The Reserve Bank’s hold decision was widely anticipated, considering core inflation is only just nudging the bottom of the RBA’s target range at 2.0% and the labour market continues to show plenty of spare capacity with an unemployment rate of 5.5%. Of course, the heat has also come out of the housing market, with CoreLogic today reporting another slip in national home values in April, largely driven by weaker conditions in Sydney and Melbourne. Nationally, dwelling values have been moving through a controlled slowdown since October last year which has taken a great deal of pressure away from the RBA to lift rates in order to curb exuberance in dwelling investment. Housing investment has well and truly slowed without any direct intervention from the RBA, highlighted by the fact that credit growth for housing is tracking at an annual growth rate of just 2.5%.
Macroprudential policies, which have led to mortgage rate premiums and tighter credit policies, provided the heavy lifting needed to slow down investment activity. While Friday’s Statement on Monetary Policy will provide better guidance around the RBA’s thinking, financial markets are still betting that the cash rate won’t rise until July 2019. Chances are that official interest rates are likely to be on hold for the foreseeable future, however it remains likely that the next move will be up, not down. Importantly, mortgage rates could be under some upwards pressure without any change in the cash rate, considering wholesale funding costs are rising as US interest rates push higher.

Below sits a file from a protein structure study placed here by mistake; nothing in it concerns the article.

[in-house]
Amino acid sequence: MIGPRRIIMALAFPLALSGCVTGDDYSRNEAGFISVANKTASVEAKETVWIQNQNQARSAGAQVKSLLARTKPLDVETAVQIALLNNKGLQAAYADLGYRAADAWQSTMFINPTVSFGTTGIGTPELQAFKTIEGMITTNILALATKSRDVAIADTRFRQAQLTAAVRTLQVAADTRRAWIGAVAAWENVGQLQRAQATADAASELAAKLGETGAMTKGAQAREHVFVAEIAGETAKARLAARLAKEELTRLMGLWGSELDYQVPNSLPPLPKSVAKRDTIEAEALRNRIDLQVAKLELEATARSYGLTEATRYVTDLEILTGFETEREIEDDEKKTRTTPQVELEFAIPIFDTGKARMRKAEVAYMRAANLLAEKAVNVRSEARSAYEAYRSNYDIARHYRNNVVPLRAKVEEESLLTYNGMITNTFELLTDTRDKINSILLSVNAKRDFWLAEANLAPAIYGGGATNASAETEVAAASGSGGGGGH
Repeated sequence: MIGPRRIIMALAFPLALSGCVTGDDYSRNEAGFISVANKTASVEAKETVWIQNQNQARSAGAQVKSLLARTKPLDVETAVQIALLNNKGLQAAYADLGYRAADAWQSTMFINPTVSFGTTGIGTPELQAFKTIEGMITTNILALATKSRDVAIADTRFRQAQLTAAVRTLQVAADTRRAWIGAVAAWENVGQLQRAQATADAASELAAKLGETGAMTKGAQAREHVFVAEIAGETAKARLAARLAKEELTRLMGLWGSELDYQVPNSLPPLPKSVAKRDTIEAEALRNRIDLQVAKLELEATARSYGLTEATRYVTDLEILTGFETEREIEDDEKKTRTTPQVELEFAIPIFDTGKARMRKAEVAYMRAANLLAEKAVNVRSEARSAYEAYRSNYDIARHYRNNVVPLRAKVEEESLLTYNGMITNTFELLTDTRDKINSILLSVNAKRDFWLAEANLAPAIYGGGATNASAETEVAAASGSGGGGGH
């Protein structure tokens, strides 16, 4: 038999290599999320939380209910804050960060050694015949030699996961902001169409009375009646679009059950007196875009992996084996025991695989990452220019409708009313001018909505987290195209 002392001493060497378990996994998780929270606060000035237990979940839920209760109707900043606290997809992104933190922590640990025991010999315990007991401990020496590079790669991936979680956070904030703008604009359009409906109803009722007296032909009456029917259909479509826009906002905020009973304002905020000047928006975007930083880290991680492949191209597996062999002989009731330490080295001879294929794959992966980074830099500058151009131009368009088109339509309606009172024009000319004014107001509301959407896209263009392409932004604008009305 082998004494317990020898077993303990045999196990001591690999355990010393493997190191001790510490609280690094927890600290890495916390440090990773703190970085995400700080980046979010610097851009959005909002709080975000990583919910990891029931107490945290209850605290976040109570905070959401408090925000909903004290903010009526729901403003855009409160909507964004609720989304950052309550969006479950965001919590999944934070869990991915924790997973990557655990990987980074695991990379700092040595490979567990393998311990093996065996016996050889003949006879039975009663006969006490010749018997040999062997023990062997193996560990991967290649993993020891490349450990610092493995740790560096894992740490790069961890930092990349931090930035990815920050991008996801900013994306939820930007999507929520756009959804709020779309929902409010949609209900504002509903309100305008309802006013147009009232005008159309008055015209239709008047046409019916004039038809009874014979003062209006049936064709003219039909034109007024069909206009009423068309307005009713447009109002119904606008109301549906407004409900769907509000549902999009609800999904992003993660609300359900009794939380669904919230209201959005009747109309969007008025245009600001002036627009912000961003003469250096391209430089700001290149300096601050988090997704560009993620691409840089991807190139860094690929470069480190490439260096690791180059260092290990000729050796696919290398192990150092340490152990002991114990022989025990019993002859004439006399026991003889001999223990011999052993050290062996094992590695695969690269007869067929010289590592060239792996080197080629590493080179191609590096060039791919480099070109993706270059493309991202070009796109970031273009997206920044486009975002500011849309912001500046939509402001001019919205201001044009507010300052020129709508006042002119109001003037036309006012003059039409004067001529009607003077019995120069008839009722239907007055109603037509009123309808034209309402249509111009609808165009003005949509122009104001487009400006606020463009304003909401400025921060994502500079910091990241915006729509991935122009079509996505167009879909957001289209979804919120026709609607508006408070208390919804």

Considering the record high levels of household debt and growing number of interest only loans transitioning to principal and interest terms, higher mortgage rates will test the housing markets resilience.